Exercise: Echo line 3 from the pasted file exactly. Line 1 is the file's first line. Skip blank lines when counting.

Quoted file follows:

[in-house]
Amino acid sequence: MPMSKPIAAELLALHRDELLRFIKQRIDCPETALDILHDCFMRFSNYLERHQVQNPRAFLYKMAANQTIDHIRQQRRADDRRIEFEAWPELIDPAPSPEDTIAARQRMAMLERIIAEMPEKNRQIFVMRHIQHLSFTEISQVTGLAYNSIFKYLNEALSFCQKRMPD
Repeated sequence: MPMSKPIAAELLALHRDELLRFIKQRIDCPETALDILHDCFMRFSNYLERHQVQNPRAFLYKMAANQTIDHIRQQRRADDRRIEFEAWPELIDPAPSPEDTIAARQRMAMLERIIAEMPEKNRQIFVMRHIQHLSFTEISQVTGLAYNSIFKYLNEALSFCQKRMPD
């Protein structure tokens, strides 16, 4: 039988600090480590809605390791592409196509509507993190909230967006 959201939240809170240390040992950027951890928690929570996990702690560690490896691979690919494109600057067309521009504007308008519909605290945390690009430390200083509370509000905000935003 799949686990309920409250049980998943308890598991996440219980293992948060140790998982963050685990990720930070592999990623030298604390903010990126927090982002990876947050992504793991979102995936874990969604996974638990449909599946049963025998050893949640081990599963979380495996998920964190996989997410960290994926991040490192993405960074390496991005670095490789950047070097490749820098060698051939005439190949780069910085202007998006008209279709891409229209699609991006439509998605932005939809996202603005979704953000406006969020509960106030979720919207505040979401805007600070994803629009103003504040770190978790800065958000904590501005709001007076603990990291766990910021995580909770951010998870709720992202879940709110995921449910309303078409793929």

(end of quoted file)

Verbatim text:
Repeated sequence: MPMSKPIAAELLALHRDELLRFIKQRIDCPETALDILHDCFMRFSNYLERHQVQNPRAFLYKMAANQTIDHIRQQRRADDRRIEFEAWPELIDPAPSPEDTIAARQRMAMLERIIAEMPEKNRQIFVMRHIQHLSFTEISQVTGLAYNSIFKYLNEALSFCQKRMPD